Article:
KAISER: At the next trap, Ben and Anna wrestle a green crab out of the pot.
DWORETZKY: Grab it by the back leg.
B.SOUZA: Grab it right here?
DWORETZKY: So one leg, or yeah. Or you can pick it up by the claw, that works too.
B.SOUZA: Come here, go!
KAISER: The green crabs, which are actually an invasive species in these waters, are bigger than the spider crabs. Matt says they’re trickier to identify.
M.SOUZA: They can be several different colors. They can go from green, to a tannish color to a more rusty color. And some of them are missing their claws and legs because a defense mechanism that crabs have is they can release their leg or their claws so they can escape from predators.
B.SOUZA: Just toss it in? Yep. [WATER SOUNDS]
KAISER: Some crabs hang limply from the young scientist’s fingers, but others put up a fight. For the first hour we’re out in the water, the most notoriously, well, crabby of the crabs – the blue crab -- isn’t showing up in any of the pots. Eventually the team finds some, but not in the condition they’re used to.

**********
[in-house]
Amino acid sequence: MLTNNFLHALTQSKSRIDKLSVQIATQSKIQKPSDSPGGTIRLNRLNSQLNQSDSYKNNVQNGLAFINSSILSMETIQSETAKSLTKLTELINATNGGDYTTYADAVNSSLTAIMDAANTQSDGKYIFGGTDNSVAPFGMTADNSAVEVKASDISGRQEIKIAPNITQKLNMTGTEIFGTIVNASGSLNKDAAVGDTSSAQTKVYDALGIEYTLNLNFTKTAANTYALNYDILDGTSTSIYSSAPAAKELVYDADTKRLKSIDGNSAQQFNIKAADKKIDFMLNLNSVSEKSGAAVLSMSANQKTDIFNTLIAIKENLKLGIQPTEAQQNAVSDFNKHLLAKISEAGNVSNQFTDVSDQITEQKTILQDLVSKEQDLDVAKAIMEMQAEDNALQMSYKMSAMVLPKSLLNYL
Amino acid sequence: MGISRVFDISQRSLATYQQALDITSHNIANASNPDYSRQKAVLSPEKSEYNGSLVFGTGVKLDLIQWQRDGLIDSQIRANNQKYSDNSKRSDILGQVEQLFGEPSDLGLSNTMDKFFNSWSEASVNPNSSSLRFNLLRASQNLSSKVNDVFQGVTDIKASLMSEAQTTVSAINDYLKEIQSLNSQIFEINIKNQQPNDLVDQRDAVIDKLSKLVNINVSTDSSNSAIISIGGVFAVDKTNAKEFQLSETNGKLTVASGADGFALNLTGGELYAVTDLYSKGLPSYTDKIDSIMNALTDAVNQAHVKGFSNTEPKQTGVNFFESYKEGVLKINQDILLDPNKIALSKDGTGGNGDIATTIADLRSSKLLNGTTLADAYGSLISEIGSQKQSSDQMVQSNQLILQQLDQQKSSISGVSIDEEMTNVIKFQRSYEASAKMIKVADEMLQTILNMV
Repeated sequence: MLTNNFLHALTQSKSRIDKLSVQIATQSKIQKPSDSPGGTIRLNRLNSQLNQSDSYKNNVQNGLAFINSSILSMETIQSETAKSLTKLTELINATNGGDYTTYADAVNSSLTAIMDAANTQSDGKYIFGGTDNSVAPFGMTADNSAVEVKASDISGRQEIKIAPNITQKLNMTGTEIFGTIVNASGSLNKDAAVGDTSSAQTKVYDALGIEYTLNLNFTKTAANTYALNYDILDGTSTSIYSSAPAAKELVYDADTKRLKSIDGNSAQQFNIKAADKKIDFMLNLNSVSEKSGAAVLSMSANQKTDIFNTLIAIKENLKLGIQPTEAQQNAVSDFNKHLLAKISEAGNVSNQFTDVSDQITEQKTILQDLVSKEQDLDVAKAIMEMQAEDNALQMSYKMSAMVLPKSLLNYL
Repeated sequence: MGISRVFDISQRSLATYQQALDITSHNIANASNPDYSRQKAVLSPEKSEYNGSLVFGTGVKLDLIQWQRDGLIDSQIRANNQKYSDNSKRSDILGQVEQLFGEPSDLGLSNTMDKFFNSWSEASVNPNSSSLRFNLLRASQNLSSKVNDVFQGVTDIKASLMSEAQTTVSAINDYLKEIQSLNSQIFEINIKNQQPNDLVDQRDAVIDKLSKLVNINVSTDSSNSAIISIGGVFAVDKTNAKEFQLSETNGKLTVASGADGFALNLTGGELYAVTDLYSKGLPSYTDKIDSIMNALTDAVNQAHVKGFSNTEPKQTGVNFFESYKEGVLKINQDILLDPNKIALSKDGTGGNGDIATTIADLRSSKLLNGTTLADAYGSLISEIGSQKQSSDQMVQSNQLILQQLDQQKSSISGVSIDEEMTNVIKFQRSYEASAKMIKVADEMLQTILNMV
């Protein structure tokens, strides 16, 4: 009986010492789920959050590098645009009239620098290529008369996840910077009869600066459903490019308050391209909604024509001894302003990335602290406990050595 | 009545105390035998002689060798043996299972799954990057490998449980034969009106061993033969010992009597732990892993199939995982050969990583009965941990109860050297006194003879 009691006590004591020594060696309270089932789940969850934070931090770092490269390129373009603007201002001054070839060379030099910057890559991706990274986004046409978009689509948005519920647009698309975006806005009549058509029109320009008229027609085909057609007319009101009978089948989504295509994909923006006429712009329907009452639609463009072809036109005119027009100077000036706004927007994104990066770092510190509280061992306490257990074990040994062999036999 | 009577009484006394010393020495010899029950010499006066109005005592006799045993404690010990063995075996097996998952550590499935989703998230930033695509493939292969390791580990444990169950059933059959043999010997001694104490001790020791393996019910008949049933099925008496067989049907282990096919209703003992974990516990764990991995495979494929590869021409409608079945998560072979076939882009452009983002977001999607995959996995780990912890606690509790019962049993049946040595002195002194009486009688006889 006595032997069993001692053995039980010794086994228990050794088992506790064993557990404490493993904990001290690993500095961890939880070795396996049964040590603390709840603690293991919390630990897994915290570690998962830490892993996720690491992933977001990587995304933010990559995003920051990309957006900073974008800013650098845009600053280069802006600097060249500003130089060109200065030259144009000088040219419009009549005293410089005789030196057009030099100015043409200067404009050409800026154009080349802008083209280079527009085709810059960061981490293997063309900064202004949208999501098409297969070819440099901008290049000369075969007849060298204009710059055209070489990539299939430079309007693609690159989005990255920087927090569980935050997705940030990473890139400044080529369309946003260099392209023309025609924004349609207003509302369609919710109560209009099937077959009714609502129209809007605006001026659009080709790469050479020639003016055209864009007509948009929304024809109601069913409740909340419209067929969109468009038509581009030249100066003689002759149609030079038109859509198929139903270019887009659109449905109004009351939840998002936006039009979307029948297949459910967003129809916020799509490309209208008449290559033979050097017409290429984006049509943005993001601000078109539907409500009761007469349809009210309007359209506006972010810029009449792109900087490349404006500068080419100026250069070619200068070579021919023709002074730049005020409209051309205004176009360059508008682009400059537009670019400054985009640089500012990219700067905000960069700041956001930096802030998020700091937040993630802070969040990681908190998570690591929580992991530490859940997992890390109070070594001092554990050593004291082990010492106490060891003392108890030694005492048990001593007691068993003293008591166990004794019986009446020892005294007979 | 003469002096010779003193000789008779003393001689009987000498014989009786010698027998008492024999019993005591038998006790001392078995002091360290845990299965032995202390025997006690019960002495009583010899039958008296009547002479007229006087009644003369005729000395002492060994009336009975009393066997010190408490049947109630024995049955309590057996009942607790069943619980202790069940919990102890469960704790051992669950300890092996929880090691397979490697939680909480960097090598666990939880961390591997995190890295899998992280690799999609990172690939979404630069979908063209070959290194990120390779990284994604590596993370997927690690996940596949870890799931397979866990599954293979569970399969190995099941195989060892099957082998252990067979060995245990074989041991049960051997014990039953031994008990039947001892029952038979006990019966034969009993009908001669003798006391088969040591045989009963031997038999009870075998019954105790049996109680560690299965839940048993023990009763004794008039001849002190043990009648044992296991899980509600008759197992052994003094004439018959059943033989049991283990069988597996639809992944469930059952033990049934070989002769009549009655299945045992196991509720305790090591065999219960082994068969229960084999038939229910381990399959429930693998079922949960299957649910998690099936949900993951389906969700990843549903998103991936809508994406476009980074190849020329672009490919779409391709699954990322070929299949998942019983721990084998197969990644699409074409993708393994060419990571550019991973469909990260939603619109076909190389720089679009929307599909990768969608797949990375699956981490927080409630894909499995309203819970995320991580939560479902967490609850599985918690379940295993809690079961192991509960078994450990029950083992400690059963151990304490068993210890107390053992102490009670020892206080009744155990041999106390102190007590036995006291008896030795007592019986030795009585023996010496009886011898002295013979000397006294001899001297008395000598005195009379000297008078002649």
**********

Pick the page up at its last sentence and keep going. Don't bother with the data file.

DWORETZKY: Oh, is it alive? No?
DWORETZKY: See I don’t know how it was killed. I can’t… I see no entry point, no crack in the shell. I can’t tell how it died.
M.SOUZA: So usually when you see a blue crab alive, they will spread out their claws in a defensive position. So, they are known to stand their ground. Most times the blue crabs are what's left in the traps that are alive. So having two of them being like this is kind of a mystery.
KAISER: The crew also find a lot of toxic blue-green cyanobacteria -- sometimes called blue-green algae -- that arrived in the harbor around 2008. It clings to the seagrass and when we put it on the kayak it looks like dark slimy fur.
M.SOUZA: It grows at the base of the seagrass and it grows up and it forms mats, making it harder for the seagrass to get the sunlight. I found it increasing around three or so weeks ago. I started seeing it pop up. I didn’t know what it was at first, did some research found out what it was and realized that it was bad. [LAUGHS]